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Warm Winter Drags U.S. Natural Gas Prices to Three-Decade Low

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Is China Spying On Tesla?

Tesla and other electric vehicle (EV) companies in China send as many as 61 real-time data points, typically without the drivers’ knowledge, to monitoring centers backed by the Chinese government, The Associated Press reports, raising questions whether the huge amount of data that China requires from automakers to transmit may be used for surveillance.

Tesla and more than 200 other carmakers—including Ford, General Motors, Volkswagen, BMW, Daimler, Nissan, and Mitsubishi—send location information and details about battery and engine function in EVs to government-backed monitoring centers.

While many cars in the U.S., Europe, and Japan send location information back to the car manufacturers who feed the data to car-tracking and amenities apps, the data from passenger cars stops there in those markets. Government agencies and law enforcement can access more personal data in those markets only in case of a specific criminal investigation, lawyers told AP’s Erika Kinetz.

In China, the amount of real-time data sent to and collected at the monitoring centers is much larger, which sparks concerns about privacy, whether the data is used for mass surveillance, and whether proprietary car-manufacturing data about engine/hybrid/batteries could be used to the advantage of Chinese government-backed companies.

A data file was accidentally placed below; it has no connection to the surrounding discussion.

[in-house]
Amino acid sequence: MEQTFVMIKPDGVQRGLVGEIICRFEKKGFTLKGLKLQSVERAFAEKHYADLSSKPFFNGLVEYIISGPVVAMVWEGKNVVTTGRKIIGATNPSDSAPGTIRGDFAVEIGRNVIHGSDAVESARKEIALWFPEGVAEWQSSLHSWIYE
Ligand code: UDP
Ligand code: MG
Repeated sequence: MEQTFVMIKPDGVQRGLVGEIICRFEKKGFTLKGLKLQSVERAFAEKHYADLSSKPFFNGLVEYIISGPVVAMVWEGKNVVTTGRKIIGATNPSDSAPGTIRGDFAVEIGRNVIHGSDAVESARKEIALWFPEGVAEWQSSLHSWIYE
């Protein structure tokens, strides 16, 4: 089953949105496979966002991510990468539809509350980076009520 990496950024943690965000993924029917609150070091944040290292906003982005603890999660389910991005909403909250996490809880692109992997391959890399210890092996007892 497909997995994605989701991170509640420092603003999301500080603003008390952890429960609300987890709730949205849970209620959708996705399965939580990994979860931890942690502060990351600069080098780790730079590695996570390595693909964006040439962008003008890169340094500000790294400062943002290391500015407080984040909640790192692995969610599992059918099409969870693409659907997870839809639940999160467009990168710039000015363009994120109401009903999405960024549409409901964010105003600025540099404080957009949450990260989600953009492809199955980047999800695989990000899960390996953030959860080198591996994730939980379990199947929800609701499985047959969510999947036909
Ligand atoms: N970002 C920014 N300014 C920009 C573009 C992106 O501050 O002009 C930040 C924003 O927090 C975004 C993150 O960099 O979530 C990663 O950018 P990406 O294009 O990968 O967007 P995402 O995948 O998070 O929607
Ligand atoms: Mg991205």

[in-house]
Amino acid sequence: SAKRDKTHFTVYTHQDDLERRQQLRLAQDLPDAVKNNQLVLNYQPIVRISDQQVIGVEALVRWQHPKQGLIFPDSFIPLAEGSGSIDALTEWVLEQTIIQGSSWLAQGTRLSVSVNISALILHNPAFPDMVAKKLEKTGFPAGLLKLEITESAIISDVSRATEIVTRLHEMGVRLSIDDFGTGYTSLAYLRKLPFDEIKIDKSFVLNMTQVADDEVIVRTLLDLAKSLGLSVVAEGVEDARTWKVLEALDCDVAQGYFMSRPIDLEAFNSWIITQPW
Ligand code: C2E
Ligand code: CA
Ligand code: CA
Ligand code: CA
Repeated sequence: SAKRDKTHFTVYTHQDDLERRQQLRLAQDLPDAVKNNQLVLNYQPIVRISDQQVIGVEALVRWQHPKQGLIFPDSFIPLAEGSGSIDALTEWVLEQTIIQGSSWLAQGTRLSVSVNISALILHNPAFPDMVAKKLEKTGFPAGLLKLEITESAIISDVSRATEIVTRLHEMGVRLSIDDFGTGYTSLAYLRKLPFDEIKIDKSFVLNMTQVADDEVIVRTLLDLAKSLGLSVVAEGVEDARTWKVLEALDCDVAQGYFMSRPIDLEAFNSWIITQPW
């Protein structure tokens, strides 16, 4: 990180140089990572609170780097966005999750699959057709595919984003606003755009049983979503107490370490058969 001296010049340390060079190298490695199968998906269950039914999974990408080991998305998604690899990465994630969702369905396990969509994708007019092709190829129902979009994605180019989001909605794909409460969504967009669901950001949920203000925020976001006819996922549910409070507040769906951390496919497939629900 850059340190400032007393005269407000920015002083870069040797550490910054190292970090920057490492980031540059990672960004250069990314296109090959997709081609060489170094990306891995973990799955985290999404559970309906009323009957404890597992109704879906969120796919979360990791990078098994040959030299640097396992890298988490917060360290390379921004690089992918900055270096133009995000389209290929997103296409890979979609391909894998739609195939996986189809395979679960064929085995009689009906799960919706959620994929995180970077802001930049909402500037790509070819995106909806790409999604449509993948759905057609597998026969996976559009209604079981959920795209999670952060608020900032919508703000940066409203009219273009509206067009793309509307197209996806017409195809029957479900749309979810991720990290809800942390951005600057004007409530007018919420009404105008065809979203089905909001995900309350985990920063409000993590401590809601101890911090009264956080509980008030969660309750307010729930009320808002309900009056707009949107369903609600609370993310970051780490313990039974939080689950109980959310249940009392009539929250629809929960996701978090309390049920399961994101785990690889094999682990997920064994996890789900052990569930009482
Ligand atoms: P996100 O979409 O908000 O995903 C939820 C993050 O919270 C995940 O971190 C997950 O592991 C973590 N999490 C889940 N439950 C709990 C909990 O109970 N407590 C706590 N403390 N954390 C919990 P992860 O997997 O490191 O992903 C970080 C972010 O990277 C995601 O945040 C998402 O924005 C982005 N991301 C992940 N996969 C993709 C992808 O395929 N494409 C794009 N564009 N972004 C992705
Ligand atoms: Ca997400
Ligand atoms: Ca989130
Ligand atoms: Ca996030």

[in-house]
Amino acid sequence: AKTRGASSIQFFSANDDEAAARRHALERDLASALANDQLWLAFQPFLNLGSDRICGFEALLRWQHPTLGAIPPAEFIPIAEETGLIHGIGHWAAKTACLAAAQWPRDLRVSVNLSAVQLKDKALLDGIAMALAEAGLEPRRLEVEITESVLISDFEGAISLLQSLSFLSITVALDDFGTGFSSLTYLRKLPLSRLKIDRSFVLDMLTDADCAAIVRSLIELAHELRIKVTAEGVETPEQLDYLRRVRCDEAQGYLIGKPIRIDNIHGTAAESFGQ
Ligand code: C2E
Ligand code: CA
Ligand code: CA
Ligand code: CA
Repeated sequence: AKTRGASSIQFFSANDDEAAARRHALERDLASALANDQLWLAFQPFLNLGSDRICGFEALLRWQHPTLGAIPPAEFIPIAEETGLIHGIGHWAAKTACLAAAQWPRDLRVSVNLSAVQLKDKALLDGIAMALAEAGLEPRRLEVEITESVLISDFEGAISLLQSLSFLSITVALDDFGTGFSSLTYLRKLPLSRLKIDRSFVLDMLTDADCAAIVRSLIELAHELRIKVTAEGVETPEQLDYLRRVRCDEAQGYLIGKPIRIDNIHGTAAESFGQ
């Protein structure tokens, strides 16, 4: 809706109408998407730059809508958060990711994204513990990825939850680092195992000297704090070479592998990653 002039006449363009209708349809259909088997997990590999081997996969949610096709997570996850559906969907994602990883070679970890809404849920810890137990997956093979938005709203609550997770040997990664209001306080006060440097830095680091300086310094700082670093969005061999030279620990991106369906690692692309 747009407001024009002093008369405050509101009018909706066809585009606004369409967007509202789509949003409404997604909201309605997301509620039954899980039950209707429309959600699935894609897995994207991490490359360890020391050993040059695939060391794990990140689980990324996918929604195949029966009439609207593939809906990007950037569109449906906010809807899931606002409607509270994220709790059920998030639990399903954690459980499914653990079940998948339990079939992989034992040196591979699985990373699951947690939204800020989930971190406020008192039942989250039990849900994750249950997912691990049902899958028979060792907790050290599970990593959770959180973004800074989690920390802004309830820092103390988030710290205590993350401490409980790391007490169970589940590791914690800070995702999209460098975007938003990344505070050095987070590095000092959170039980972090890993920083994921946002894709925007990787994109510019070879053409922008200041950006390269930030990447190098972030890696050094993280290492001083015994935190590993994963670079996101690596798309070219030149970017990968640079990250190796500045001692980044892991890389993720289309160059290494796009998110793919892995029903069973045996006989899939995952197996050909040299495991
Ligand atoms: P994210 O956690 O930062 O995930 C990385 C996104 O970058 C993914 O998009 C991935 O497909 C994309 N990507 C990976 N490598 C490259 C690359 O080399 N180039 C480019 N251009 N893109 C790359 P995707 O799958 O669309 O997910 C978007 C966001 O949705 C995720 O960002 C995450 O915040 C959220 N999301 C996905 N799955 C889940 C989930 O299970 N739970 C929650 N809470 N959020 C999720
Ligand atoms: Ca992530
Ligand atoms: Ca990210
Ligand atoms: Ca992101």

The carmakers say that they just follow local laws to send EVs sensors data to the monitoring centers, according to the AP. China claims that the data is used for data analytics to improve infrastructure planning and public safety. But critics of the vast amount of real-time data collected fear that the data goes way beyond the Chinese aims to improve safety and infrastructure.

Carmakers have initially resisted sending so many data points to Chinese monitoring centers, but then the government bound data sharing with incentives—transmitting data is a requirement for incentives, a government consultant who helped assess the policy told AP.

Fears of government surveillance may not be unfounded, considering the Communist country’s aim to keep everyone in line and the recent media attention on China’s plan to roll out a Social Credit System to rank its citizens.

By Tsvetana Paraskova for Oilprice.com


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